4.5.1. Diagnosis

Diagnosis requires blood analysis for: creatinine, sodium, potassium, chloride, ionised calcium (or total calcium + albumin), phosphate, and PTH (in the case of increased calcium levels). Urinalysis includes measurement of: volume, urine pH profile, specific weight, calcium, phosphate and citrate.

4.5.2. Interpretation of results and aetiology

General preventative measures are recommended for fluid intake and diet. The diagnostic and therapeutic algorithm for calcium phosphate stones is shown in Figure 4.4.

Figure 4.4: Diagnostic and therapeutic algorithm for calcium phosphate stonesHPT = hyperparathyroidism; RTA = renal tubular acidosis; UTI = urinary tract infection.
* Patients on hydrochlorothiazides should be advised to get their skin checked on a regular basis as they have a higher risk of developing a NMSC and some forms of melanoma. In patients with history of skin cancer the indication for the intake of hydrochlorothiazides should be thoroughly reviewed [661-663].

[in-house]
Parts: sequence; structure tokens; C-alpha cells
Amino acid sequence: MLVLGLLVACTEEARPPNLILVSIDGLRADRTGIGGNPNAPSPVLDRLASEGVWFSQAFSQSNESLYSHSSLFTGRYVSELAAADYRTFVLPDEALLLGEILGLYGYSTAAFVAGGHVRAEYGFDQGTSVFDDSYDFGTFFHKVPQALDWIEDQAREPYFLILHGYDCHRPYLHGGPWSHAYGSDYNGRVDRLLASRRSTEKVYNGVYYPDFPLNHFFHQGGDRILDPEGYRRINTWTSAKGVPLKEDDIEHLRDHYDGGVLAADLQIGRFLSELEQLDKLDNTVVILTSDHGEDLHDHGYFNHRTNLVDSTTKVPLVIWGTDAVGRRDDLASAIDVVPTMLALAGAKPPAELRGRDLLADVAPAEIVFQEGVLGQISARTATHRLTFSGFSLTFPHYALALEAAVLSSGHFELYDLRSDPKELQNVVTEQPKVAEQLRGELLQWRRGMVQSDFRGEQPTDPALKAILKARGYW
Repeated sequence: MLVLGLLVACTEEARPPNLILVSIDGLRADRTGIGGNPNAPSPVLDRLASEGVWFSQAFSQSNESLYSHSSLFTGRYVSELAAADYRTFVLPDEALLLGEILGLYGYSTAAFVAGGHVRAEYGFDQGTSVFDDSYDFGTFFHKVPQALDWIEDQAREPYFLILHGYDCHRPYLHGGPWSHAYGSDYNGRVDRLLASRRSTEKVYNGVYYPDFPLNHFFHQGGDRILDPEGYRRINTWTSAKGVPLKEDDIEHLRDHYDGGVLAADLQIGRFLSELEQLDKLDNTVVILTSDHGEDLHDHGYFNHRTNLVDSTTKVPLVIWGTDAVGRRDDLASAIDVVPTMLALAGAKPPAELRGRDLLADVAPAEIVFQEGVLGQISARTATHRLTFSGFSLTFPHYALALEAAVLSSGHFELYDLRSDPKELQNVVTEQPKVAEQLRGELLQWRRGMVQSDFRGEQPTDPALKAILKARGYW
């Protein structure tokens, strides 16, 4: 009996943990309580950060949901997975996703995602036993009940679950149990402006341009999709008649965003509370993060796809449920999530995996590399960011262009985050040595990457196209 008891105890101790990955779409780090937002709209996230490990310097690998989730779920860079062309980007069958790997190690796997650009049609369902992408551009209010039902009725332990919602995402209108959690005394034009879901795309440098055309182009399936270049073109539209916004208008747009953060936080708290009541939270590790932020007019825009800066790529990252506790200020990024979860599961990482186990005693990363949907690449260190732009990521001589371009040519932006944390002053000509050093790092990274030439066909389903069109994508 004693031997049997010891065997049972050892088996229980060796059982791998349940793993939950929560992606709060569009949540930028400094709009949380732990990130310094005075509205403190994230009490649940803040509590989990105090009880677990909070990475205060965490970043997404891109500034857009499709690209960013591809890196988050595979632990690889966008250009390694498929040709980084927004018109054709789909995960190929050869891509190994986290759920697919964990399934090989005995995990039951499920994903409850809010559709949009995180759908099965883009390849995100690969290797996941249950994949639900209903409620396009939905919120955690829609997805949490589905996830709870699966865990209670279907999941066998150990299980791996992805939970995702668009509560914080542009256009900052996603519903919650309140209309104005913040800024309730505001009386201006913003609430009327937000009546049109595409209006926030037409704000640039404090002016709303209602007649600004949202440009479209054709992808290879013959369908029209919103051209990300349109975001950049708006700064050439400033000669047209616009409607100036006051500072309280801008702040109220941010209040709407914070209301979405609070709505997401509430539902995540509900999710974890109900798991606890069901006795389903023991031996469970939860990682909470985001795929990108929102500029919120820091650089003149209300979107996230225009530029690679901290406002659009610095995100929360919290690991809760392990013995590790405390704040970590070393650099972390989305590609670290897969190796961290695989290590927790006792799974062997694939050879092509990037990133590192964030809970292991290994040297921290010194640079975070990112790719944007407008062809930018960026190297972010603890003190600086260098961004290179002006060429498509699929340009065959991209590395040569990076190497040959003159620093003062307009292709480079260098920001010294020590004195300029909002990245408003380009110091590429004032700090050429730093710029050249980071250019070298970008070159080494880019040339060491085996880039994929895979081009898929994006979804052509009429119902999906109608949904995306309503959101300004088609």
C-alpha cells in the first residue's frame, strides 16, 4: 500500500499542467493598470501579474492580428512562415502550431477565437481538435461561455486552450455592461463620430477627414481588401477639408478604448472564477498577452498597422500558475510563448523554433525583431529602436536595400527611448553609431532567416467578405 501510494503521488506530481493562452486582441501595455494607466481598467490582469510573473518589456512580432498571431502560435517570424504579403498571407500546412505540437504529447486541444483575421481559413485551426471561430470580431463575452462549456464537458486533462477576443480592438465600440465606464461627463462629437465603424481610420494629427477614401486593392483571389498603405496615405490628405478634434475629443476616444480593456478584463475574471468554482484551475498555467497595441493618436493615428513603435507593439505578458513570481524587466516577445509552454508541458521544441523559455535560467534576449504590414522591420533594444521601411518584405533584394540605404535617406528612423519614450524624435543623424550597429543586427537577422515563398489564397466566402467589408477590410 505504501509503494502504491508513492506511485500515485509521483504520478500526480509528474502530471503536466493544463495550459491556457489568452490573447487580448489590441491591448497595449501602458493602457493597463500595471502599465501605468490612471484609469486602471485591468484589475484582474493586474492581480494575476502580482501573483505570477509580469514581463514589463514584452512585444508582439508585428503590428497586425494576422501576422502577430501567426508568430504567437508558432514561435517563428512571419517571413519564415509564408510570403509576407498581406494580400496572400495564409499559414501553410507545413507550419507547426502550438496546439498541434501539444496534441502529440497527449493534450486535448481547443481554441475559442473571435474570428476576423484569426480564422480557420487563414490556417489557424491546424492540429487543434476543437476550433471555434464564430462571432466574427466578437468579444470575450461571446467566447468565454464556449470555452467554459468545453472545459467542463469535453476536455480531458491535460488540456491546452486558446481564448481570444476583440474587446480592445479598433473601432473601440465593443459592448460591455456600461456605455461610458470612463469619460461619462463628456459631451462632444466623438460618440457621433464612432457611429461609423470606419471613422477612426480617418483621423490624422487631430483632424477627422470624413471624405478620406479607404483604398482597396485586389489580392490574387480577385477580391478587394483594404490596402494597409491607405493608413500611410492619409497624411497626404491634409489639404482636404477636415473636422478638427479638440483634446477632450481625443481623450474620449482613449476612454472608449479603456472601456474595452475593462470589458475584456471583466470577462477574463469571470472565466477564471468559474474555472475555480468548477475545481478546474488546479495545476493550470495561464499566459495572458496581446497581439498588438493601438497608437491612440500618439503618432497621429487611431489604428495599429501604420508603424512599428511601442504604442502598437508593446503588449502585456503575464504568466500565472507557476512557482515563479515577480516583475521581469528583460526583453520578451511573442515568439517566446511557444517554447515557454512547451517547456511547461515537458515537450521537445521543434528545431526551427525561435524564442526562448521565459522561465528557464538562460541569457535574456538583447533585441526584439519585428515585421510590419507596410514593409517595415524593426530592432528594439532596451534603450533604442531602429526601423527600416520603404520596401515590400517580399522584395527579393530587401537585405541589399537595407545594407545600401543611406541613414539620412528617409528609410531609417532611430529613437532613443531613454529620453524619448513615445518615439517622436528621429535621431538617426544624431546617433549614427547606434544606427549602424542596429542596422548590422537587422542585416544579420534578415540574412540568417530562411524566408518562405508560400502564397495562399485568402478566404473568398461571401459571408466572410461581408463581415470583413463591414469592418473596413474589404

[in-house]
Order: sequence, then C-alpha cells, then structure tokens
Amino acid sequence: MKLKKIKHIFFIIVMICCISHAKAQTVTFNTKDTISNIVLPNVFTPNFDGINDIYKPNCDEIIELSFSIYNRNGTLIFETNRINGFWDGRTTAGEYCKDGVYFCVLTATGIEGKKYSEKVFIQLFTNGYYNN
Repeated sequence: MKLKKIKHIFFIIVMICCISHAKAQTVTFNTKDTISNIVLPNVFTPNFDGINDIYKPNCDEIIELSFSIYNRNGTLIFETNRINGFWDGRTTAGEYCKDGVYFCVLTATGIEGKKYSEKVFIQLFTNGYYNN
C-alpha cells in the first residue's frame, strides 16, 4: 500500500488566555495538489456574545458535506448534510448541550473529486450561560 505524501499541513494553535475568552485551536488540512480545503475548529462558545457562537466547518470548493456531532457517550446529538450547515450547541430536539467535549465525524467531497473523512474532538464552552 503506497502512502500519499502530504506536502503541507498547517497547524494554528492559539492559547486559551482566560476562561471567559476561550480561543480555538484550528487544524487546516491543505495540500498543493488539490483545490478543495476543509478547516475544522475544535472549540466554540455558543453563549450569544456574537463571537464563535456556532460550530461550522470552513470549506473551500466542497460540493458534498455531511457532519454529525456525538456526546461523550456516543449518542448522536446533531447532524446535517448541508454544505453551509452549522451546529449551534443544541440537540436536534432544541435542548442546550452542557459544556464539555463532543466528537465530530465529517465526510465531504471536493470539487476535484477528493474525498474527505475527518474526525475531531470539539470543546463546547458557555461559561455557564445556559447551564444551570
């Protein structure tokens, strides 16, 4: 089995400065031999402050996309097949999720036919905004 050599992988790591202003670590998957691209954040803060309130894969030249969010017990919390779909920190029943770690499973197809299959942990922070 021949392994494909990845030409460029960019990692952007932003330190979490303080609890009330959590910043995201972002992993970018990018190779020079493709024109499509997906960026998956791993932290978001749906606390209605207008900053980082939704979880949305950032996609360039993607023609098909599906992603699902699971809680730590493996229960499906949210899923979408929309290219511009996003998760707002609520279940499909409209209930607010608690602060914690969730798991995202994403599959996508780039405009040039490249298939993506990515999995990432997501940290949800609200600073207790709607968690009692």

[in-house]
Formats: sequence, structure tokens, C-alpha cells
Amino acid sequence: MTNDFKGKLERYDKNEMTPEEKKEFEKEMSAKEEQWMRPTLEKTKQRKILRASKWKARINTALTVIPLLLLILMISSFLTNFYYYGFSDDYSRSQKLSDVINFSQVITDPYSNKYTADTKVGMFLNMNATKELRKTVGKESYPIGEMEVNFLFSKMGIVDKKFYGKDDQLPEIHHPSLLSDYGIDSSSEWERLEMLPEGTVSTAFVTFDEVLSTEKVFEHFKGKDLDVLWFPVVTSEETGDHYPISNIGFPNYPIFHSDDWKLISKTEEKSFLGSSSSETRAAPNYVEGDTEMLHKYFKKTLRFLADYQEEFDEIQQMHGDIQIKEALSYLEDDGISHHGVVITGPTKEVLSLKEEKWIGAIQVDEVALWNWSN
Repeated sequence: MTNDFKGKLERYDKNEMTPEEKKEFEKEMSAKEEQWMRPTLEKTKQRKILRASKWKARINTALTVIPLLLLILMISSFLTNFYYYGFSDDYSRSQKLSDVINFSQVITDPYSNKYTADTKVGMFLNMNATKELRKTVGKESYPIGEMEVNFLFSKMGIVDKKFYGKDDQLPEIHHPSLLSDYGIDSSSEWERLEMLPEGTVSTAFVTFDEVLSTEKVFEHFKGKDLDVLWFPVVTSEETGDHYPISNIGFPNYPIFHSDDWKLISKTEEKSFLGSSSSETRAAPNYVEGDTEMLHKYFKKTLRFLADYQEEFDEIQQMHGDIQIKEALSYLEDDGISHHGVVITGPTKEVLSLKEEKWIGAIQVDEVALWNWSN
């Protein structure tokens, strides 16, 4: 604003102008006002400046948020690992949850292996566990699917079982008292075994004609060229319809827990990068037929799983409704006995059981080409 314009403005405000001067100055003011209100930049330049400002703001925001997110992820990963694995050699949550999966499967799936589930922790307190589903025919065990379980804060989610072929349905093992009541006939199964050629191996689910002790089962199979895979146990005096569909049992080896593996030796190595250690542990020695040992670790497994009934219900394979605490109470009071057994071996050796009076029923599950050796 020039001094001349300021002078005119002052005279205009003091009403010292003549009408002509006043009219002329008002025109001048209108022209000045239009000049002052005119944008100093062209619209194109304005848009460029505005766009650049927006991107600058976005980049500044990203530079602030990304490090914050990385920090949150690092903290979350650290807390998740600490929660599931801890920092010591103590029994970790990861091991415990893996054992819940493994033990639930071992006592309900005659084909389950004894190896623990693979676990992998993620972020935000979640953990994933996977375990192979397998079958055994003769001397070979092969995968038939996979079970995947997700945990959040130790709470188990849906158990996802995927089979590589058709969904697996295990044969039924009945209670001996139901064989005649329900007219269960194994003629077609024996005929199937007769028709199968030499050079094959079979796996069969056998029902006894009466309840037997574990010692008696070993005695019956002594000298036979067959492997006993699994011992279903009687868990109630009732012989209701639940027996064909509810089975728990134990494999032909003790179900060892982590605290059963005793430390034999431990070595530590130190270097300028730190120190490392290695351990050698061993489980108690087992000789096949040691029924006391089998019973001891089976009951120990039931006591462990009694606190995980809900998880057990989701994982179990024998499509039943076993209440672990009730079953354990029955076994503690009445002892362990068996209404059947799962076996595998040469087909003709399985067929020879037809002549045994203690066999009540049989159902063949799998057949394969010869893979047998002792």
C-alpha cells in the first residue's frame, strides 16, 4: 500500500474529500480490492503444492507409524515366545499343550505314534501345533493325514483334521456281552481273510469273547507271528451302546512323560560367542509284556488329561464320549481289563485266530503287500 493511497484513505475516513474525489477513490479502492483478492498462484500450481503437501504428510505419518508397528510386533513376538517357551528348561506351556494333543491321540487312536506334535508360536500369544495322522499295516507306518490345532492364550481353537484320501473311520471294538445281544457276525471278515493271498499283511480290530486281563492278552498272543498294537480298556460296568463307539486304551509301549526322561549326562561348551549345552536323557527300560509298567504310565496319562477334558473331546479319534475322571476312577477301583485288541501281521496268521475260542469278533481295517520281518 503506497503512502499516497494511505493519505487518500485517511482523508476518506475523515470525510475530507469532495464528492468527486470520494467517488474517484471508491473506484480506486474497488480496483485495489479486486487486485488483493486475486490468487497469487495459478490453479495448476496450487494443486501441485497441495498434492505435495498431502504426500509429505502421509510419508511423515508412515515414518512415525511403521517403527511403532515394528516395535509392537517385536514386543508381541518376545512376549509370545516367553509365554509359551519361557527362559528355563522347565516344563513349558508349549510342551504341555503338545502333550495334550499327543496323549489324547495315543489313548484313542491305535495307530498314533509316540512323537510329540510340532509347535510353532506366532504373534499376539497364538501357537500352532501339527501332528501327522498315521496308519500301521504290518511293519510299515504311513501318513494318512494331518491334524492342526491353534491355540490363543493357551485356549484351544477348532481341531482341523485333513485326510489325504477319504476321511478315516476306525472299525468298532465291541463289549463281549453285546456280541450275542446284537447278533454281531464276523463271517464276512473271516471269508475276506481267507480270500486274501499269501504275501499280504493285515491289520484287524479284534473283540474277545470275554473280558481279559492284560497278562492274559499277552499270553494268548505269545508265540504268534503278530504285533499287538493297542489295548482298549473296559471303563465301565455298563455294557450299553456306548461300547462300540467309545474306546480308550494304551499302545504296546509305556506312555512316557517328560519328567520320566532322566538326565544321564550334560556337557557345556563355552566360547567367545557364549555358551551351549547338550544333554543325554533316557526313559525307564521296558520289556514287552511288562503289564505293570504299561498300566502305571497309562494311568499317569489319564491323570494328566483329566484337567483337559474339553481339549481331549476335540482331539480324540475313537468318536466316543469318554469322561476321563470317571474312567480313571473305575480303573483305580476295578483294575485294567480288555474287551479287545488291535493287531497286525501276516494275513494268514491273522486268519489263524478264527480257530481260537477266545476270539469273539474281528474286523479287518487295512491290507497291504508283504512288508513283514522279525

4.5.3. Pharmacological therapy

Hyperparathyroidism and RTA are common causes of calcium phosphate stone formation. Most patients with primary HPT require surgery. Renal tubular acidosis can be corrected pharmacologically including with bicarbonate or alkaline citrate therapy. If primary HPT and RTA have been excluded, pharmacotherapy for calcium phosphate calculi depends on effective reduction of urinary calcium levels using thiazides. For infection-associated calcium phosphate stones, it is important to consider the guidance given for infection stones.

4.5.4. Summary of evidence and recommendation for the management of calcium phosphate stones

Summary of evidence


Thiazide is beneficial in case of hypercalciuria.



Strength rating

Prescribe thiazide in case of hypercalciuria.


4.6. Disorders and diseases related to calcium stones

4.6.1. Hyperparathyroidism

Primary HPT is responsible for an estimated 5% of all calcium stone formation. Renal stones occur in approximately 20% of patients with primary HPT. Elevated levels of PTH significantly increase calcium turnover, leading to hypercalcaemia and hypercalciuria and bone disease. Serum calcium may be mildly elevated and serum PTH may be within the upper normal limits and, therefore, repeated measurements may be needed; preferably with the patient fasting. Stones of HPT patients may contain both calcium oxalate and calcium phosphate. Nephrocalcinosis and CKD may also occur.